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On the second Day of World Cup, South Africa gave to me: Maradona’s 4-3-3

June 13, 2010

So, at the end of it all, Maradona didn’t go for his four centre-backs at the back nor did he go for the proposed three at the back that was being bandied around a couple of days before the match. However, he did opt for three up-front and more importantly, played Messi in a position that he had recently been successful in playing for Barcelona.

Over the past season, Messi has played on the wide right and during the end part of the Barcelona’s successful league winning season, in the middle. In this position, he flourished either behind the front man where he scored a hat-trick against third place Valencia. He has also shown that he can be the man furthest forward as he showed against Arsenal with his four goals. His turn of pace and his ability to turn on the proverbial peseta causes panic in defences, who don’t know whether to close him down where they will inevitably get brushed aside or drop deep and give him time to have a shot.

This similarity between his position yesterday and his position for Barcelona is evident when studying respective heatmaps.

Heatmap of Lionel Messi against Arsenal


Heatmap of Lionel Messi against Nigeria

An interesting observation that was well picked up on by the commentary team was that the Argentinian front-line were all playing in between the lines and in the space without a traditional central striker. Quite often the Nigerian central defenders were left without anyone to pick up and not knowing whether to keep in line or move up to close down the attackers. This was an interesting choice, and could have been the right choice – by moving out and closing down the Argentinian front-three, this could leave spaces behind the defence.

Messi, Tevez and Higuain are all playing in between the midfield and defence. This means that the Nigerian defence may want to push up to close down the space, but by doing this, they are always susceptible to a diagonal ball over the top. With the central defenders not pushing up, the central midfielders need to stay deep to close down the space they have. Like every tactical variation, this has knock-on effects in other areas of the pitch. This means that quite often Veron had the time to find a good pass, as the Nigerian forwards were not too enthusiastic when it came to closing Veron down. This allowed Argentina to dominate the game with 65% of possession.

When a back four finds itself defending against a 4-3-3, the full-backs have one man to pick up each, which means they are unable to tuck-in to help negate the threat of the central striker. However, with Argentina having a very fluid front-three (which turns into a front four when di Maria pushes on), a conundrum appears as the defence have the choice of pushing up or not at all.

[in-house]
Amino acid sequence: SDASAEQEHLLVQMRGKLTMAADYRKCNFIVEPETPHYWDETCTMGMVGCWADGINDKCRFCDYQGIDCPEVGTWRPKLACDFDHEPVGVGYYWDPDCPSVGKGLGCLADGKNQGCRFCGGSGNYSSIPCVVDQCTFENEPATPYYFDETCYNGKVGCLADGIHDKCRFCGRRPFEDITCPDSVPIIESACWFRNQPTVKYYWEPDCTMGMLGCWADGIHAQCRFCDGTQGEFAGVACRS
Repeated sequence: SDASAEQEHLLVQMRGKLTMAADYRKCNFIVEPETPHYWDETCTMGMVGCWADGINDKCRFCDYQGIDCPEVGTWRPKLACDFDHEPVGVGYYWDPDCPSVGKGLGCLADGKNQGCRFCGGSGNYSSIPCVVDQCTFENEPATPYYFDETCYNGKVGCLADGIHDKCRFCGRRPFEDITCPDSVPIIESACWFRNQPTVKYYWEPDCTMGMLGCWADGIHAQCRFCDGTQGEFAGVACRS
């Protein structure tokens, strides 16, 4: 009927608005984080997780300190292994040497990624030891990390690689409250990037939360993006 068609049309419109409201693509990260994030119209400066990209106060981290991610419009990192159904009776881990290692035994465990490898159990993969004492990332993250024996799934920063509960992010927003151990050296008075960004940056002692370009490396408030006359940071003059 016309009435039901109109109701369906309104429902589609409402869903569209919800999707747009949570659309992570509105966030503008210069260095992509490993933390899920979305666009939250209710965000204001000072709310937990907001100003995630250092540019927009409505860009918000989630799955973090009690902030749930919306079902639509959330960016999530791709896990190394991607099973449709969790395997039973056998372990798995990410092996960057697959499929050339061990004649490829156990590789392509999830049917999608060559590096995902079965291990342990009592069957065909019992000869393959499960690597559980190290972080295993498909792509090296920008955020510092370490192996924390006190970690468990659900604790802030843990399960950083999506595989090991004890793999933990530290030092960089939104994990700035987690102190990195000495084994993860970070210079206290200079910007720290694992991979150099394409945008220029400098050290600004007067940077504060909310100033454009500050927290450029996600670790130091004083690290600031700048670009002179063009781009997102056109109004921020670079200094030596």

Heatmap of Angel di Maria

Angel di Maria’s heatmap shows that he was stuck on the touchline. This created a front four that created opportunities for Argentina. The Nigerian right-back went and picked up di Maria, stretching the defence that created gaps between the central defender and the full-back. It is this space that Lionel Messi attempted to exploit time and time again.


Another problem that Nigeria found was that with di Maria always creating the need for the defence to be stretched, the left-full back often pushed forward to mark one of the Argentinian front three. However, this often meant that there was space to exploit on the Nigerian left, this space is further widened as the Nigerian central defence tried to stay tight to reduce the chance that Messi will run between the two of them. This created huge spaces for either Tevez or Higuain.

Maradona showed two interesting developments in their system yesterday. Firstly, the position of Messi in the centre was complimented by di Maria’s position wide on the left, creating large spaces in the central defence. The use of three unconventional central forwards who all dropped deep created problems with Nigeria’s defence and central midfield as they did not know how to pick them up zonally. This allowed Argentina to dominate possession with the use of only two midfielders.

Argentina dished up an exciting 4-3-3 with emphasis on creating opportunities going forward to compliment their attacking strengths. The deployment of Messi in a central role is one where he can get on the ball and turn and run at a central defence that has been stretched by the positioning of di Maria. This new system seems to be more measured and may help prove that Maradona does indeed have method in his (apparent) madness.

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